As systemic therapies for advanced melanoma increase, some historical prognostic factors continue to hold true while refined and novel risk factors are emerging, according to the results of three studies published in JAMA Dermatology.
Among the most prominent findings of those studies are that ulceration, mitotic index, and head and neck location in localized disease were predictive of early recurrence; time to recurrence was not associated with survival in unresectable stage IV melanoma; and certain gene markers may be linked with particular types of metastasis.
The first study, conducted by, of the University of Queensland School of Public Health in Australia, and colleagues, evaluated the risk of early melanoma recurrence in patients with localized disease.
“With the introduction of targeted and immune therapies for treatment of metastatic melanoma, including possible adjuvant therapy, a detailed understanding of the risk of melanoma recurrence may assist clinicians to advise patients with a primary tumor at high risk of disease metastasis,” the researchers wrote (JAMA Dermatol. 2019 May 1. doi: 10.1001/jamadermatol.2019.0440).
They conducted a prospective cohort study of 700 patients with high-risk, category T1b to T4b cutaneous melanoma, refined from an initial recruitment population of 1,254 individuals. Using self-administered patient questionnaires in conjunction with histologic, imaging, and clinical data over the course of 2 years, the investigators looked for factors that predicted recurrence.
Of 700 patients, 94 (13.4%) had disease recurrence, most often (70.2%) locoregional recurrence. Independent predictors of recurrence included mitotic rate greater than 3/mm2, thickness, ulceration, and primary tumor location on the head or neck.
Patients with negative single lymph node biopsy (SLNB) were less likely to have recurrence than were those who did not undergo SLNB. Among 64 patients whose locoregional disease was excised, 37 (57.8%) were disease free at 2 years, whereas 7 patients (10.9%) had new locoregional disease and 20 patients (31.3%) developed a new distant recurrence.
“[O]ur data appear to support the recommendation for careful scar and regional skin and lymph node examination during patient follow-up,” the investigators concluded, alluding to the relatively high rate of locoregional recurrence. “Subsequent recurrences occurring at distant sites were more likely to involve multiple organs, which is consistent with other studies.”
The second melanoma article, investigating associations between time to relapse and survival, was authored by Anaïs Vallet, MD, of Hôpital Saint-Louis, Paris, and colleagues.
“Although the kinetics of metastatic disease seem to be correlated with patient survival, the first relapse is not predictable, and data from the literature on the topic are controversial,” they wrote (JAMA Dermatol. 2019 May 1. doi: 10.1001/jamadermatol.2019.0425). “We hypothesized that the progression of the metastatic disease would be associated with the time from primary excision to the first distant recurrence of melanoma.”
To test this hypothesis, the investigators analyzed data from 638 patients with unresectable stage III or IV melanoma. Inclusion required first-line treatment with chemotherapy, targeted therapies, or immunotherapies. The interval between primary excision and distant disease recurrence, measured as a categorical and continuous variable, was compared with overall survival and progression-free survival. The analysis revealed no associations between time to recurrence and either survival measure, even when stratified by treatment.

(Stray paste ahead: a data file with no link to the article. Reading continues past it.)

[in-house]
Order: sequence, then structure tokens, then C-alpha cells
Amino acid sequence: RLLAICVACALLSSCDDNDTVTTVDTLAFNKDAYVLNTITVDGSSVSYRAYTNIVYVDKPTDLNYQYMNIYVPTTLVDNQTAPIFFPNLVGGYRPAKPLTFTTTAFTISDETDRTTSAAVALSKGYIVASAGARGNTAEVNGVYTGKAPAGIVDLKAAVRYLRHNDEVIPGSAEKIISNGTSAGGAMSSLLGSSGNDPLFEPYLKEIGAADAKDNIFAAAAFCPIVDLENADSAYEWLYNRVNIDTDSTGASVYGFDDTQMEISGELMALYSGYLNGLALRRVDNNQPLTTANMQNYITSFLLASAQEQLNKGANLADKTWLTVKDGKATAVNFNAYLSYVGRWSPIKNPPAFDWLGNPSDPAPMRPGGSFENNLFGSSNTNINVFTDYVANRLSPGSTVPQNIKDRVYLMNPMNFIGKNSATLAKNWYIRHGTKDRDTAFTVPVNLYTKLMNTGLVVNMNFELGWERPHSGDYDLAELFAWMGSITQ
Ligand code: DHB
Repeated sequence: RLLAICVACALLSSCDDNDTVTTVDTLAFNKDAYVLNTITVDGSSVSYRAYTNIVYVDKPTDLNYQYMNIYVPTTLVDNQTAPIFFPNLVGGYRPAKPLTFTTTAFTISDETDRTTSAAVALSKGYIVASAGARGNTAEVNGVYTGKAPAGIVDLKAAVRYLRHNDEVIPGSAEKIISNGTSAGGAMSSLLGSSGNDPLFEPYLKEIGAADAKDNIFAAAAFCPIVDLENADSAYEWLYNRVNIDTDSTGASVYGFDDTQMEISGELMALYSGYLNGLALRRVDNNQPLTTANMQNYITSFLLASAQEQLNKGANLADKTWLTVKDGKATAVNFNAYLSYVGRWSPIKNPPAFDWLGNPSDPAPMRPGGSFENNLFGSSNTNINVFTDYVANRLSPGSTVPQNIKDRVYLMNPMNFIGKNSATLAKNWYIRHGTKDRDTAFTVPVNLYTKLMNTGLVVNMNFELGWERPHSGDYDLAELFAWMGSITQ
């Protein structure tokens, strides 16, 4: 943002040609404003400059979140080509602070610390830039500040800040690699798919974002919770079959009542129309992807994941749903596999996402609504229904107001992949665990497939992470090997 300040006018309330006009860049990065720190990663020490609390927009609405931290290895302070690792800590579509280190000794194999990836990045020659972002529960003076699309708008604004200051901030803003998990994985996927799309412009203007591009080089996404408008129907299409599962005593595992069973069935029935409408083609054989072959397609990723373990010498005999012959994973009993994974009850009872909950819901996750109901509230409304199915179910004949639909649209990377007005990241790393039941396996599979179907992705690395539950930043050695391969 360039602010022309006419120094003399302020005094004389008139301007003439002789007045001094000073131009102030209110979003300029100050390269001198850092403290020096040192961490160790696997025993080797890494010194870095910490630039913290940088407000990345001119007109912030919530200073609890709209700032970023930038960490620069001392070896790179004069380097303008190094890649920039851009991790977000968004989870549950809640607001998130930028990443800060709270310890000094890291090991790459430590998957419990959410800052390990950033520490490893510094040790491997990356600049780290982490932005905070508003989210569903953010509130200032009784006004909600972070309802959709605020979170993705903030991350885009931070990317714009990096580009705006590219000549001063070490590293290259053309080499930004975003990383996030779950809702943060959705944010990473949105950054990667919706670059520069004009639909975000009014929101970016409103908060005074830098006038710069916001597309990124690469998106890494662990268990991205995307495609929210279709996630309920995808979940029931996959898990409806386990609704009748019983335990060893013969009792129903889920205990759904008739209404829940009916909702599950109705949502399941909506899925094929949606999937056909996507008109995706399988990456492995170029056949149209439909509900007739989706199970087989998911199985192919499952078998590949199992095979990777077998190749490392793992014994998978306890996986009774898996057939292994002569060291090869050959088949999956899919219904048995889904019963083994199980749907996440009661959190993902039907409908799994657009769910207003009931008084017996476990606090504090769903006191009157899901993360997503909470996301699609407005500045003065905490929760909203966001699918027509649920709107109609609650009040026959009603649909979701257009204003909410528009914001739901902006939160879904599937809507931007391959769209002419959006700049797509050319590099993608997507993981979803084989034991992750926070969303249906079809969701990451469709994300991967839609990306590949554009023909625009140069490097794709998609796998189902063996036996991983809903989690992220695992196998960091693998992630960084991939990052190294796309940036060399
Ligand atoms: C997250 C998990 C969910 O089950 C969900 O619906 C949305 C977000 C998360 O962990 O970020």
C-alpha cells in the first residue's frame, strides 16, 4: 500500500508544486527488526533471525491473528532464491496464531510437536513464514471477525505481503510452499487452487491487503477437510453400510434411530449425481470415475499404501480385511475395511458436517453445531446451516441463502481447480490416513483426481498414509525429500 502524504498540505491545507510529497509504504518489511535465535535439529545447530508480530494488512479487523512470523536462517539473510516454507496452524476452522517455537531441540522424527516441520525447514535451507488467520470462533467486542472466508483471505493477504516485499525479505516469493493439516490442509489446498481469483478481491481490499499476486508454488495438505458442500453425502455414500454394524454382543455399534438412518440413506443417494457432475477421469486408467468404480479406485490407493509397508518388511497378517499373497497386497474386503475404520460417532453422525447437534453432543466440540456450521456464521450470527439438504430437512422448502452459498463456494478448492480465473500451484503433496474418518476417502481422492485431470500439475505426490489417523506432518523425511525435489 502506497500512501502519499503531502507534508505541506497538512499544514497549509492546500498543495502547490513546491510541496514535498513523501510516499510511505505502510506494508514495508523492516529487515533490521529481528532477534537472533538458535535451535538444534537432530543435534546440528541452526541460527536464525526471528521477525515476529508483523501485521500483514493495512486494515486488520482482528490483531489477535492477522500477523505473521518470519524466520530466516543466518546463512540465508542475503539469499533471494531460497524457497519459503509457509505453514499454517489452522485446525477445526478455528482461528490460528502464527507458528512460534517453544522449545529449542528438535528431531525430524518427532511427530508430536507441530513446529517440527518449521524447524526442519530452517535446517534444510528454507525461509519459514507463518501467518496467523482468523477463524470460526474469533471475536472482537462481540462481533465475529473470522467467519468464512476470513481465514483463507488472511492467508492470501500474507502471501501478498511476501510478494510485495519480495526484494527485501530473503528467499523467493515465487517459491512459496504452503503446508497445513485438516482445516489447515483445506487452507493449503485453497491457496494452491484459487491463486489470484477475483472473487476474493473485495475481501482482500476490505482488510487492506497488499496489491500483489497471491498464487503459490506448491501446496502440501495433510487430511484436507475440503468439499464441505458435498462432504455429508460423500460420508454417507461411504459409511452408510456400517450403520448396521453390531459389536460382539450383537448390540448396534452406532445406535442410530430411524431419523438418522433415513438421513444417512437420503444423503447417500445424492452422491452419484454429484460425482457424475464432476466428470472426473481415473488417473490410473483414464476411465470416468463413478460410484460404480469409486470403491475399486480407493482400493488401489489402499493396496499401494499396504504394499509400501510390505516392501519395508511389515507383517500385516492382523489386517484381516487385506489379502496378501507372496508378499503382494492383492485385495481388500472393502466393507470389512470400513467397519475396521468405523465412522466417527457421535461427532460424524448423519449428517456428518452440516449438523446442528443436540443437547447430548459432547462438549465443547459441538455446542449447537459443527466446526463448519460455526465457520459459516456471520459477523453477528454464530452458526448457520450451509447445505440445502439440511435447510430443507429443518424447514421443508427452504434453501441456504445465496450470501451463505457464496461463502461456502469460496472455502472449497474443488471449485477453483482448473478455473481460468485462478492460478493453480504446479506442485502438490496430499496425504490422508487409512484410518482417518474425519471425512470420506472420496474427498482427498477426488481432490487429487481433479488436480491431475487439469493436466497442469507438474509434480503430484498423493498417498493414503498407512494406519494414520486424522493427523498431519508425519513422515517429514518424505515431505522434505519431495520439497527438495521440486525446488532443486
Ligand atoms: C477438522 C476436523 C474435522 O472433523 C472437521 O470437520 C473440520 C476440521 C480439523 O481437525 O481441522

“Now that immunotherapies and targeted therapies have been approved in the adjuvant setting for patients with stage III disease, it would be interesting to analyze recurrence-free survival and [progression-free survival] in relapsing patients who previously received adjuvant therapies,” the investigators wrote.
The third study was conducted by, of Instituto Valenciano de Oncología, València, Spain, and colleagues.
“Our aim was to identify risk factors associated with lymphatic (locoregional metastasis) or hematogenous (distant metastasis) progression because these have not been studied separately to date in patients with localized melanoma,” they wrote (JAMA Dermatol. 2019 May 1. doi: 10.1001/jamadermatol.2019.0069).
The retrospective study involved 1,177 patients with stage I to II melanoma. Multiple disease variables were evaluated in the context of each type of metastasis, including age, sex, tumor location, and others.
The investigators found locoregional spread was most often associated with vascular invasion (hazard ratio [HR], 3.2), greater Breslow thickness (HR, 5.4; thickness greater than 4 mm), acral location (HR, 2.4), head/neck location (HR, 1.7), and age greater than 55 years (HR, 1.9).
Distant metastasis was most often associated with greater Breslow thickness (HR, 10.4; thickness greater than 4 mm), TERT promoter mutations (HR, 2.9), BRAF mutations (HR, 1.9), and absence of regression (HR, 0.1).
“Risk factors for lymphatic and hematogenous metastasis differ,” the investigators concluded. “A greater understanding of the clinical, histopathologic, and molecular factors involved could help to identify patients with an increased risk of recurrence and guide the design of individualized follow-up programs and adjuvant targeted therapies.”
Dr. von Schuckmann and colleagues disclosed study funding from the National Health and Medical Research Council and other relationships with the Norwegian Cancer Society project. Dr. Vallet and colleagues reported study support from French National Cancer Institute, MSD, BMS, Roche, and Novartis; and additional relationships with Incyte, Amgen, Pfizer, and others. Dr. Calomarde-Rees and colleagues disclosed no conflicts of interest.